It is critical to have enough Cholesterol to meet your needs. Having too much cholesterol can be harmful. Hypercholesterolemia is a condition in which your cholesterol levels are abnormally high. Hypocholesterolemia is a condition in which your cholesterol levels are low. Cholesterol levels that are too low are uncommon, but they can occur.

What are normal levels of Cholesterol?

Normal cholesterol levels depend on age and sex. These recommendations show desirable total HDL, LDL, and non-HDL levels by age and sex.

Age and sexTotal cholesterolNon-HDL cholesterolLDL cholesterolHDL cholesterol
People aged 19 years
and younger
Less than 170 mg/dLLess than 120 mg/dLLess than 110 mg/dLMore than 45 mg/dL
Men aged 20 years
and older
125 mg/dL to 200 mg/dLLess than 130 mg/dLLess than 100 mg/dL40 mg/dL or higher
Women aged 20 years
and older
125 mg/dL to 200 mg/dLLess than 130 mg/dLLess than 100 mg/dL50 mg/dL or higher

Causes of High Cholesterol  

Rather than a single cause, high Cholesterol is caused by a combination of factors. The following are the most common risk factors for this condition:

  • Poor diet consuming too many trans and trans fats can have a major impact on high Cholesterol.
  • Weight being overweight increases your chances of having high Cholesterol, and vice versa. Obesity may cause a rise in triglyceride levels, reducing HDL cholesterol.
  • Sedentary lifestyle — lack of physical activity is another factor that raises LDL cholesterol levels while decreasing HDL cholesterol levels.
  • Age – cholesterol levels begin to rise generally after the age of 20.
  • Disorders – Liver diseases, diabetes, chronic renal disease, hypothyroidism, and various other ailments can all contribute to elevated cholesterol levels.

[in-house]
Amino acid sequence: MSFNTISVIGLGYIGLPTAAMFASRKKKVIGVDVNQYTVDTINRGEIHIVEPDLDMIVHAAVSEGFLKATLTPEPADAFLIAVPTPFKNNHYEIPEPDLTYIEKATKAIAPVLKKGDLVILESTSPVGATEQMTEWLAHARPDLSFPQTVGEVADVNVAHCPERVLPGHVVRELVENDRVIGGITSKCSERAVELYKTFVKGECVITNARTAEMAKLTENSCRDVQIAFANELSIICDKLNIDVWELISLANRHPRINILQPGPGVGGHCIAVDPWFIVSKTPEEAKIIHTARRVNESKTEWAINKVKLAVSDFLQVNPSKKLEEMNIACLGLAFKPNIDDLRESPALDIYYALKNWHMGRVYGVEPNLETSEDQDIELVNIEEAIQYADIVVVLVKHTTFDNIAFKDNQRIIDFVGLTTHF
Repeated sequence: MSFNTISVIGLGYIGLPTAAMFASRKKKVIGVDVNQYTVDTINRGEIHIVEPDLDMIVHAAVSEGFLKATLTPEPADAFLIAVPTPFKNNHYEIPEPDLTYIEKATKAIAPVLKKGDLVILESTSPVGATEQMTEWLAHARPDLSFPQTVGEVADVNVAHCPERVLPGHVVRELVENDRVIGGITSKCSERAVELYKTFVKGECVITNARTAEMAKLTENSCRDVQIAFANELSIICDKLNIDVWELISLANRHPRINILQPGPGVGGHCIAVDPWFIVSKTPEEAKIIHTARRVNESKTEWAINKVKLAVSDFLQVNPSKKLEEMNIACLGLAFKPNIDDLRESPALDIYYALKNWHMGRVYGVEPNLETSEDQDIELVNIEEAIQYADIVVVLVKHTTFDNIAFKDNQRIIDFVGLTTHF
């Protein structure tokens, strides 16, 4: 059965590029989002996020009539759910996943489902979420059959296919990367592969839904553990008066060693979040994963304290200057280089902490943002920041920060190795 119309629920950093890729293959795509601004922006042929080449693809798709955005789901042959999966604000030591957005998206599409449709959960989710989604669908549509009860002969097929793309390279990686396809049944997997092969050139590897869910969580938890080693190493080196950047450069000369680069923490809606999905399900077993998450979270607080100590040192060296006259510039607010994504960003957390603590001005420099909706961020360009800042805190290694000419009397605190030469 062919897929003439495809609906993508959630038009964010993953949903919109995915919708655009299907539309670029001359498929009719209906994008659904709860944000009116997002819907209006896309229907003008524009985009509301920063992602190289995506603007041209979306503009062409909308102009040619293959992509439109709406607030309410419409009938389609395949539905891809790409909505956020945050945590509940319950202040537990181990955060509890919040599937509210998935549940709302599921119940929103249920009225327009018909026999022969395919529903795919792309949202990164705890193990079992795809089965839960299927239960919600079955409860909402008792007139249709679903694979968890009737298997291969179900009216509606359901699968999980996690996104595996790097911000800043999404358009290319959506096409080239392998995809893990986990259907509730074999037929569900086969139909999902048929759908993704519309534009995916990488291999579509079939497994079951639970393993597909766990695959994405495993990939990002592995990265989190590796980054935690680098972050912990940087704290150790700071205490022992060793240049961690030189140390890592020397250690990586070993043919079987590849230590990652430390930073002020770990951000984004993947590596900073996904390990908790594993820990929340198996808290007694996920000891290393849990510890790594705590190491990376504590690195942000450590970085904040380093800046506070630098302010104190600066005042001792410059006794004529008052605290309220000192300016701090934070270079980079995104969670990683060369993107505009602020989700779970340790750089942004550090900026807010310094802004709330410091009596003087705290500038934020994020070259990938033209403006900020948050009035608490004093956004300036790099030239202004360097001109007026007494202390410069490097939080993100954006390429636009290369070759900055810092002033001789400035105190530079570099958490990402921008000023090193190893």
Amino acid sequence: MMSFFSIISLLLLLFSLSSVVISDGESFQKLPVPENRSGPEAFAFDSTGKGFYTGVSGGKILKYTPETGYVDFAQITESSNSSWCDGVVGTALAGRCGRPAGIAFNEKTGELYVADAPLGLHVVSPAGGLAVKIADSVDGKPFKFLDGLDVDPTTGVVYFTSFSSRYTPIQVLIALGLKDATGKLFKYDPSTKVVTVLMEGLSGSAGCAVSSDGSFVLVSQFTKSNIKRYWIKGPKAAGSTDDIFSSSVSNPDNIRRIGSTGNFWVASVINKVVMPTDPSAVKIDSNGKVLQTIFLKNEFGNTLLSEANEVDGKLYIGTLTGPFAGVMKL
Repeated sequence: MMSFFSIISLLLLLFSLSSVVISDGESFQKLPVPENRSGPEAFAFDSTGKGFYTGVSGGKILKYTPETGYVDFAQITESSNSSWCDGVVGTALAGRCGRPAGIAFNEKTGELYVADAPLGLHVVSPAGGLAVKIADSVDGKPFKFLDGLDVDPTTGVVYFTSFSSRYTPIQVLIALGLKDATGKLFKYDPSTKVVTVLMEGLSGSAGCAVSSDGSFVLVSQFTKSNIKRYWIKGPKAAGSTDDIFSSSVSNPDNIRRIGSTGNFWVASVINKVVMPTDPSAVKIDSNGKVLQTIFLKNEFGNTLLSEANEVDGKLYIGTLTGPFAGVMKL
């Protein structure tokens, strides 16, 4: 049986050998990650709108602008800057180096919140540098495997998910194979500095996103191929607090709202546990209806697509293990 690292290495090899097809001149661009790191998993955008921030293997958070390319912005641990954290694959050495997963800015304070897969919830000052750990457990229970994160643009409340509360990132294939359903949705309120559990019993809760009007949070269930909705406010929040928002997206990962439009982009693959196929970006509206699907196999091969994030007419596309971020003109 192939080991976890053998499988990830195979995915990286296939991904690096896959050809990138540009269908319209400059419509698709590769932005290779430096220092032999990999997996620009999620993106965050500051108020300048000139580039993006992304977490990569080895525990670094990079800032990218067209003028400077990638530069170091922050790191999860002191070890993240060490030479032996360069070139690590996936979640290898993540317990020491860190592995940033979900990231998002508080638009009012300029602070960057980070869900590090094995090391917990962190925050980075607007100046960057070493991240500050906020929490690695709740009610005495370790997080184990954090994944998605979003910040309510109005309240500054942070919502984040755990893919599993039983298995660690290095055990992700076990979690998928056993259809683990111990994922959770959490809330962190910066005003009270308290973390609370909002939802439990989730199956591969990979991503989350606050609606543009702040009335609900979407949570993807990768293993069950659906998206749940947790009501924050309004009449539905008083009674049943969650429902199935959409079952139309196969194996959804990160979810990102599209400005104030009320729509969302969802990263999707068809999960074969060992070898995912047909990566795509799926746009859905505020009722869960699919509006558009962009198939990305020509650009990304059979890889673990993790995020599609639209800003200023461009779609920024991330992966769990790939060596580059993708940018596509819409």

• Genetics — if your parents have high cholesterol levels, chances are you will as well.
  • Smoking — this unhealthy habit is not only bad for your skin and lungs, but it is also bad for your HDL cholesterol.
  • Medications – certain medications raise triglyceride levels, reducing HDL.

The following medical conditions can result in high cholesterol levels:

  • Chronic kidney disease
  • Diabetes
  • Hypothyroidism
  • Lupus

Cholesterol levels can also be adversely affected by certain medications you may be taking for other health issues, such as:

  • Acne
  • Cancer
  • High blood pressure
  • Irregular heart rhythms
  • Organ transplants


High cholesterol levels can result in a dangerous buildup of Cholesterol as well as other deposits on the walls of arteries (atherosclerosis).deposits (plaques) can reduce blood flow through your arteries, which can cause complications, such as:

  • Chest pain. If the arteries that supply blood to your heart (coronary arteries) are damaged, you may experience chest pain (angina) and other symptoms of coronary artery disease.
  • Heart attack. When plaques rupture or tear, a blood clot might form at the point of the rupture, blocking blood flow or breaking loose and clogging an artery downstream. A heart attack occurs when blood flow to a part of your heart ceases.
  • Stroke. Like a heart attack, a stroke occurs when a blood clot prevents blood flow to a part of your brain.

Biofeedback Therapy for Cholesterol

Biofeedback therapy is a complementary medicine that employs electromagnetic waves to diagnose and treat various illnesses, ailments, and conditions. If you’re looking for a method to help you with your medical problem, Biofeedback might be a good option.

The use of biofeedback therapy to treat high Cholesterol is part of the naturopathic perspective, which states that lowering Cholesterol naturally and without the use of medications.